Eventshttp://www.cam.cornell.eduEventsSat, 21 Oct 2017 17:09:15 -0400CAM Colloquium: Austin Benson (CS, Cornell University) - Spacey random walksAbstract: Random walks are a fundamental model in applied mathematics and are a common example of a Markov chain. A standard way to compute the stationary distribution for a random walk on a finite set of states is to compute the Perron vector of the associated transition probability matrix. There are algebraic analogues of the Perron vector in terms of z-eigenvectors of transition probability tensors whose entries come from higher-order Markov chains. These vectors look stochastic, but they are derived from an algebraic substitution in the stationary distribution equation of higher-order Markov chains and do not carry a probabilistic interpretation. In this talk, I will present the spacey random walk, a non-Markovian stochastic process whose stationary distribution is given by a dominant z eigenvector of the transition probability tensor. The process itself is a vertex-reinforced random walk, and its discrete dynamics are related to a continuous dynamical system. We analyze the convergence properties of these dynamics and discuss numerical methods for computing the stationary distribution. We also provide several applications of the spacey random walk model in population genetics, ranking, and clustering data, and we use the process to analyze taxi trajectory data in New York. Bio: Austin Benson is currently a postdoctoral associate in the department of Computer Science at Cornell. He will join the faculty of Computer Science at Cornell in July 2018. Before coming to Cornell, he received his PhD in 2017 from the Institute for Computational and Mathematical Engineering at Stanford University. Before that, he received undergraduate degrees in computer science and applied mathematics from UC-Berkeley. Outside of the university, he has also spent time as an intern at Google Research, Sandia National Laboratories, and HP Labs.http://www.cam.cornell.edu/news/colloquium.cfm?event=18165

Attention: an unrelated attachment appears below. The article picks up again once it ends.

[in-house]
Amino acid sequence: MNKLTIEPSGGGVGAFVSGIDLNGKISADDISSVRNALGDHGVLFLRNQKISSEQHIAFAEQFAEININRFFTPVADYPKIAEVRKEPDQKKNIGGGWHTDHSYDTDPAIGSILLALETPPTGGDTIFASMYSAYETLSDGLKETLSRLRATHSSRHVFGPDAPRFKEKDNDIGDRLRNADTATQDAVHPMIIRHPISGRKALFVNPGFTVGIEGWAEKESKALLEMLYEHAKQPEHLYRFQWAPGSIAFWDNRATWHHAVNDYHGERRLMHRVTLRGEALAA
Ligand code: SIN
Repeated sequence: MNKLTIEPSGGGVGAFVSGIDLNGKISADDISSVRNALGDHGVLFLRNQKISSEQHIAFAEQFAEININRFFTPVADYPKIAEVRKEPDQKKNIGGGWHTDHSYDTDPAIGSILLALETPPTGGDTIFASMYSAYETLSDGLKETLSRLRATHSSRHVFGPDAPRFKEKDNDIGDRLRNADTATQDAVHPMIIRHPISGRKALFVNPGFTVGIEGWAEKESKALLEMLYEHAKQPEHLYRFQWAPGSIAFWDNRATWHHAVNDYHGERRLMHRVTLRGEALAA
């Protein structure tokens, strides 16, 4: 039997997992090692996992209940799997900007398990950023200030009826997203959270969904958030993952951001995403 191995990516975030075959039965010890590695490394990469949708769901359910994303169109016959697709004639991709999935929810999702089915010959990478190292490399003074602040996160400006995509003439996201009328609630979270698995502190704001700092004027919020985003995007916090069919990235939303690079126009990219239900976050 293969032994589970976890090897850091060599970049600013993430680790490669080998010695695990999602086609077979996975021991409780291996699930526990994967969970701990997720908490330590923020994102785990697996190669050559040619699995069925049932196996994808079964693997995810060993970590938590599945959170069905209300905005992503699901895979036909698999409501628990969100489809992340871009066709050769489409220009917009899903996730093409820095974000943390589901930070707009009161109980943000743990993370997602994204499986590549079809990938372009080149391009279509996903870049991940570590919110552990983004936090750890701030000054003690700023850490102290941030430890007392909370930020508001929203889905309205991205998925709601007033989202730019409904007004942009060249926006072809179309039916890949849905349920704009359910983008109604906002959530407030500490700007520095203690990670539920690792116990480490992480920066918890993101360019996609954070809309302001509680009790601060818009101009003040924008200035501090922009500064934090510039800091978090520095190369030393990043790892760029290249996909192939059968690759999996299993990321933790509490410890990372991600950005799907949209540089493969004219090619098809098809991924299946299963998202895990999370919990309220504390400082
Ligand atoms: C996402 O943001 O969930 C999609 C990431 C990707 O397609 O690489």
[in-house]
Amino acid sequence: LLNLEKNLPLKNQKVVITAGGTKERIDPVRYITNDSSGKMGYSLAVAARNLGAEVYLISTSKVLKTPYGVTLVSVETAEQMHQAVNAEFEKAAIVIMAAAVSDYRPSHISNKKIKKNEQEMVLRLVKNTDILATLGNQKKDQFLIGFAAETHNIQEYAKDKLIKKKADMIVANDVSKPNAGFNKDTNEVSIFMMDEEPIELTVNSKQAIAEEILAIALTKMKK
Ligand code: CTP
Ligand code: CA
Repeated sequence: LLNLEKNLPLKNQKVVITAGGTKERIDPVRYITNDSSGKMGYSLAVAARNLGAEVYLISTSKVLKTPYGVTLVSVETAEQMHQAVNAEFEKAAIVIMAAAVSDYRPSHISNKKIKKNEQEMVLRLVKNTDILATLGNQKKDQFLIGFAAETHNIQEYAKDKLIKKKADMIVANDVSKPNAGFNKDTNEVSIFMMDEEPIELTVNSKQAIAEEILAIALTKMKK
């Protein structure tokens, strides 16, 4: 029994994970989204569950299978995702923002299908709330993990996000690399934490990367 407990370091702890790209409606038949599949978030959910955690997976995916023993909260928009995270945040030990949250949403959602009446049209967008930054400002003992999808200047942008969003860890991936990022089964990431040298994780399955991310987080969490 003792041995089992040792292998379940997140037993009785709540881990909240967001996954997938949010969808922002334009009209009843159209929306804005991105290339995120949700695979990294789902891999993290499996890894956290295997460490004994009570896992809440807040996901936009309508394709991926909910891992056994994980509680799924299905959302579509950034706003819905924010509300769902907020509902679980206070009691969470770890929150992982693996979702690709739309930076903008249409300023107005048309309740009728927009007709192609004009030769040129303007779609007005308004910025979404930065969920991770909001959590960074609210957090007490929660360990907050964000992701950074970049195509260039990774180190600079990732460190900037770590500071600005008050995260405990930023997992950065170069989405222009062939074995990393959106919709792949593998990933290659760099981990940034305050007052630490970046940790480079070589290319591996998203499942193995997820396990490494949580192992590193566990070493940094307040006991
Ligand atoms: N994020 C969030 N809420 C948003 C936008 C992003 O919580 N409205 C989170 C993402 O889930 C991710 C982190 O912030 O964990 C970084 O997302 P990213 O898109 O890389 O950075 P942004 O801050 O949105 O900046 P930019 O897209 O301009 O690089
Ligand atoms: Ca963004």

http://www.cam.cornell.edu/news/colloquium.cfm?event=18165
Fri, 27 Oct 2017 15:30:00 -0400CAM Colloquium: Rahul Roy (Indian Statistical Institute, New Delhi) - Two laws of drainage networks: a Brownian web approachAbstract: Two empirically observed laws of river geomorphology are the Hack's law and the Horton-Strahler ordering. Hack's law says that the drainage area of a river network up to a point of its divide is proportional to a power of the length of the river till its divide. Horton-Strahler ordering gives a weightage of the river vis-a-vis its tributaries. We study these laws for a mathematical model of river networks known as the Howard's model. The approach is via the Brownian web, which is realized as the diffusive scaling of Howard's model. (This is a joint work with Kumarjit Saha and Anish Sarkar.) Bio: Rahul Roy is a professor at the Indian Statistical Institute, New Delhi. He works in probability theory and, more particularly, in percolation theory and random graphs. He is also interested in the history of mathematics. He is a fellow of the Indian Academy of Sciences, and he obtained his Ph.D. from Cornell University.http://www.cam.cornell.edu/news/colloquium.cfm?event=18182
http://www.cam.cornell.edu/news/colloquium.cfm?event=18182
Fri, 03 Nov 2017 15:30:00 -0400CAM Alumni Panel DiscussionSpeaker TBAhttp://www.cam.cornell.edu/news/colloquium.cfm?event=17989
http://www.cam.cornell.edu/news/colloquium.cfm?event=17989
Fri, 10 Nov 2017 15:30:00 -0400CAM Colloquium: Notable Alumni Series, Mason Porter (UCLA)Details TBAhttp://www.cam.cornell.edu/news/colloquium.cfm?event=17992
http://www.cam.cornell.edu/news/colloquium.cfm?event=17992
Fri, 17 Nov 2017 15:30:00 -0400CAM Colloquium: No Colloquium - Thanksgiving BreakCAM Colloquium: No Colloquium - Thanksgiving Breakhttp://www.cam.cornell.edu/news/colloquium.cfm?event=17991